Then the king answered, “I am certain that you are trying to gain time, because you realize that this is what I have firmly decided: If you do not tell me the dream, there is only one penalty for you. You have conspired to tell me misleading and wicked things, hoping the situation will change. So then, tell me the dream, and I will know that you can interpret it for me.” Daniel 2:8-9 (NIV).
Confession of an obvious truth here: in reading these Old Testament verses, I’m hoping you pick up on how they still apply to us today and, more importantly, how, directly or indirectly, they point us to Jesus in every way possible. Case in point: Nebuchadnezzar’s desperation.
He didn’t trust his court jester magicians; they had let him down before. He knew they would try to play him, to stall, to get him to tell them what he wanted to hear, and to generally run out the clock on his crisis du jour. So, under threat of death, Nebuchadnezzar cornered his advisors, and bid them to tell him what he was dreaming.
He had nowhere else to go. Give this to Nebuchadnezzar: his mama didn’t raise a fool. He’s wise enough to know that what he’s been dreaming matters. It’s important; it has meaning beyond what he understands. Nebuchadnezzar knows that he needs an answer to this dream that has bothered him so much that he can’t sleep and is deeply troubled. So, he asks the people who, according to his customs, are supposed to know what it means.
That must have troubled him more. He had talked with them before, and we can only imagine that their counsel, their interpretations of all things mystical, left him cold. More commonly put, Nebuchadnezzar knew they were full of it.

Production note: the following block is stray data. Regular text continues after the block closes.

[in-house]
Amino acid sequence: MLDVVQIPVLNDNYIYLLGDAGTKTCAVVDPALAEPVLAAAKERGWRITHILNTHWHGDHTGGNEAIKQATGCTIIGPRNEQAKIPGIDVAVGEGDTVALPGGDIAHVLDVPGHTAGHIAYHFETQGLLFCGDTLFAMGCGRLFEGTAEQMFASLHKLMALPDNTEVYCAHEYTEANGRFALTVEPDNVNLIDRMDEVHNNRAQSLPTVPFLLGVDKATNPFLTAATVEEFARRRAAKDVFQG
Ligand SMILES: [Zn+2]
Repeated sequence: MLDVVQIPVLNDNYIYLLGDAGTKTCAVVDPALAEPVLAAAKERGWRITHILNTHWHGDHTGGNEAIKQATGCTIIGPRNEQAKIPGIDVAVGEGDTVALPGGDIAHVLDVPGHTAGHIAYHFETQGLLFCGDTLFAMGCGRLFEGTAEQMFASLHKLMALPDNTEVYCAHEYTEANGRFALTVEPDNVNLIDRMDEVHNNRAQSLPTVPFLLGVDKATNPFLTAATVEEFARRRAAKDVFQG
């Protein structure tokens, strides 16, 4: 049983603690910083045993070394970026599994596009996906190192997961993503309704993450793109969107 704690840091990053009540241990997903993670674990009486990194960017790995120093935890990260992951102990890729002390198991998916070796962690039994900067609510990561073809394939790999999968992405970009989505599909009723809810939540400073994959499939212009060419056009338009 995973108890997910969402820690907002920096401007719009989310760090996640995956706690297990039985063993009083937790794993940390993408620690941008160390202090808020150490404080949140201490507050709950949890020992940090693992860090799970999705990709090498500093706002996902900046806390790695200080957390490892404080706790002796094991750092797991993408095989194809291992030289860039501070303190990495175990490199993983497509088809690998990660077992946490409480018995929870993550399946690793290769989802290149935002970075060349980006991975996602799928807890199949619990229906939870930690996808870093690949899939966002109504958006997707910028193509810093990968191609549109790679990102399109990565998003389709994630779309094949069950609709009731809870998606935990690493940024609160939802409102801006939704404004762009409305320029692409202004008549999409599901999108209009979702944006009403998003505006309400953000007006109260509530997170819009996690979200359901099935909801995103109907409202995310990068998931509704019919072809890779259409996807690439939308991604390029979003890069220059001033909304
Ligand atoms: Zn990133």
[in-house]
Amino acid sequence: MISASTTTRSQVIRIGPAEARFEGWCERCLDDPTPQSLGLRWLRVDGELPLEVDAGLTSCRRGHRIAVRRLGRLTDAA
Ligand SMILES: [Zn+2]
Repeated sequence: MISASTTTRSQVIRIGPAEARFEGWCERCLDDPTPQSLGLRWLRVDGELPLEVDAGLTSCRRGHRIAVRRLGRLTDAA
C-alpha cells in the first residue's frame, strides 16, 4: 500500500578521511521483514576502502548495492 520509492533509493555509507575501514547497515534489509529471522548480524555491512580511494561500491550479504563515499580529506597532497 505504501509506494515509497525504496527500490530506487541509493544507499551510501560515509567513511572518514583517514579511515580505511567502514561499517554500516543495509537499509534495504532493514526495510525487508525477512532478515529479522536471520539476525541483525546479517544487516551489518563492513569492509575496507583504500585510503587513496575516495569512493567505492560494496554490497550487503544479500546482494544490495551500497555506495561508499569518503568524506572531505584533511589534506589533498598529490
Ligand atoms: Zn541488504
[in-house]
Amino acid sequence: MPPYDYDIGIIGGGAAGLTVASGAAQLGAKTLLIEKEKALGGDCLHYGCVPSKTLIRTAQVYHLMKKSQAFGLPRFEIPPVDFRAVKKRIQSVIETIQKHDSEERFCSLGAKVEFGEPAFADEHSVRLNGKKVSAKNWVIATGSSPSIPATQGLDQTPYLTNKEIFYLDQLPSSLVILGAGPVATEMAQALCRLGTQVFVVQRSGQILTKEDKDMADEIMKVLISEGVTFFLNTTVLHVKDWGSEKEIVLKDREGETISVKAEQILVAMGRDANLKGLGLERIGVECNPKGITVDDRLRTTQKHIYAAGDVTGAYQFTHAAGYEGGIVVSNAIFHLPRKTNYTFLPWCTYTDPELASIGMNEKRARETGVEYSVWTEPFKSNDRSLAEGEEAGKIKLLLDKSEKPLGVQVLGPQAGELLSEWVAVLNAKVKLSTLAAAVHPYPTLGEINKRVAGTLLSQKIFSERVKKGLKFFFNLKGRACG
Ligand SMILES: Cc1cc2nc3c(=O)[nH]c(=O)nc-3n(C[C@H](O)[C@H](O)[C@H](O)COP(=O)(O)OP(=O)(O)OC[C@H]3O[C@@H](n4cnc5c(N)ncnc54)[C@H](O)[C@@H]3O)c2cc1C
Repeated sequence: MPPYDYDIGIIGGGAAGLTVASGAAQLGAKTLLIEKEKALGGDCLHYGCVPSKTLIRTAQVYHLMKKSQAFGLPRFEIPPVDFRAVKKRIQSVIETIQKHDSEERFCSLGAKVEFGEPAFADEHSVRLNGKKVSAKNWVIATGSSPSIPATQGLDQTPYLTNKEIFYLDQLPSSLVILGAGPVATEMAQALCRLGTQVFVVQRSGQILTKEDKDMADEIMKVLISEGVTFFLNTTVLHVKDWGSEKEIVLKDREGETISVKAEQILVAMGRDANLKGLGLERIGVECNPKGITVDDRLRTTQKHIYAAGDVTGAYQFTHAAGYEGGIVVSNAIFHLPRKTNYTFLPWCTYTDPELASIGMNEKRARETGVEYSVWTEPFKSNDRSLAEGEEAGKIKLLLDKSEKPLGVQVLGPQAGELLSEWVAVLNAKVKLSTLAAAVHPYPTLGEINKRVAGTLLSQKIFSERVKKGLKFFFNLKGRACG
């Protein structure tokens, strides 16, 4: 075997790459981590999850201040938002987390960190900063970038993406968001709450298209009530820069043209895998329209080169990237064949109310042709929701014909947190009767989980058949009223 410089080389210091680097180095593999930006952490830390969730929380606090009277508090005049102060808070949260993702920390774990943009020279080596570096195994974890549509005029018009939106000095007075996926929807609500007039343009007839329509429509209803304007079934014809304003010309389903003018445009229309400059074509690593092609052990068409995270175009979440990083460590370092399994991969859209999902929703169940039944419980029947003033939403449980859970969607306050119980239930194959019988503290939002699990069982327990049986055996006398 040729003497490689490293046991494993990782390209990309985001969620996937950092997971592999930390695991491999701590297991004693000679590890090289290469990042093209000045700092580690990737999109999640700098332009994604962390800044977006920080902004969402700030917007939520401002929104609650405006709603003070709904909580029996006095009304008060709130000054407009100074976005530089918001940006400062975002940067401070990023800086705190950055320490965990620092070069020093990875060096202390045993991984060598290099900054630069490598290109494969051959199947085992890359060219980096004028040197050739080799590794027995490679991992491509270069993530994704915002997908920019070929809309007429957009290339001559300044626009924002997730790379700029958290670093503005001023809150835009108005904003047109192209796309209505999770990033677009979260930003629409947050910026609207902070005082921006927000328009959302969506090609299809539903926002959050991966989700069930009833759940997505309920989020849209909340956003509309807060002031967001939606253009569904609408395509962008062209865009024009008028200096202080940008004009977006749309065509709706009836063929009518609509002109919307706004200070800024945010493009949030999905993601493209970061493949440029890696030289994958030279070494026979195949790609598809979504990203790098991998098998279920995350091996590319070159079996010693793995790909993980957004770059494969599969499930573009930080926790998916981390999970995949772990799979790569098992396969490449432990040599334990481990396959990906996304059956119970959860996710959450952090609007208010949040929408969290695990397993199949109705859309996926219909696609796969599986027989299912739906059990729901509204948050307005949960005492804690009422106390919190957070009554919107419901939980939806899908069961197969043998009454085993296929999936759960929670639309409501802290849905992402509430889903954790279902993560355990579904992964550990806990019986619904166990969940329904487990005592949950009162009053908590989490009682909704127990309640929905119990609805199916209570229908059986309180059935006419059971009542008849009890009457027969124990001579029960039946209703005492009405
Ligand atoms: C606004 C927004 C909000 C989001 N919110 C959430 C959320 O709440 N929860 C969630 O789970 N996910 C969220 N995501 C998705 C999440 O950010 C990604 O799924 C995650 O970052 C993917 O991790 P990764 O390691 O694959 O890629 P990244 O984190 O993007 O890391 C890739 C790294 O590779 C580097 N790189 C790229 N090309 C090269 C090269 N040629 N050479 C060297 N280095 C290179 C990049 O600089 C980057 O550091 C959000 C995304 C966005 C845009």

Have you ever worked with someone who was looking for information, or an answer, or help with something, and they had been let down before? Has that person been you? In my experience, most of those folks turn inward, ‘doing it by themselves,’ which never works well for long. Solitude and being a loner isn’t what God designed us for, but it’s understandable. We’ve all been there. We trusted someone and we got burned. Is it any wonder we’d be reluctant to trust again? Hello, desperate Nebuchadnezzar.
The good news for him is, well, the Good News. In a few days, we’ll learn that he meets Daniel, who was familiar with the Good News of the God who saves His people. Our desperation is the clay God uses to mold us into something more than we could be on our own. Without God, nothing is possible, especially in our desperation. With Him, we cannot fail.
For further reading: Esther 4:11, Isaiah 41:22-24, Daniel 2:10
Lord, in my desperation, help me to always see how much I need You.
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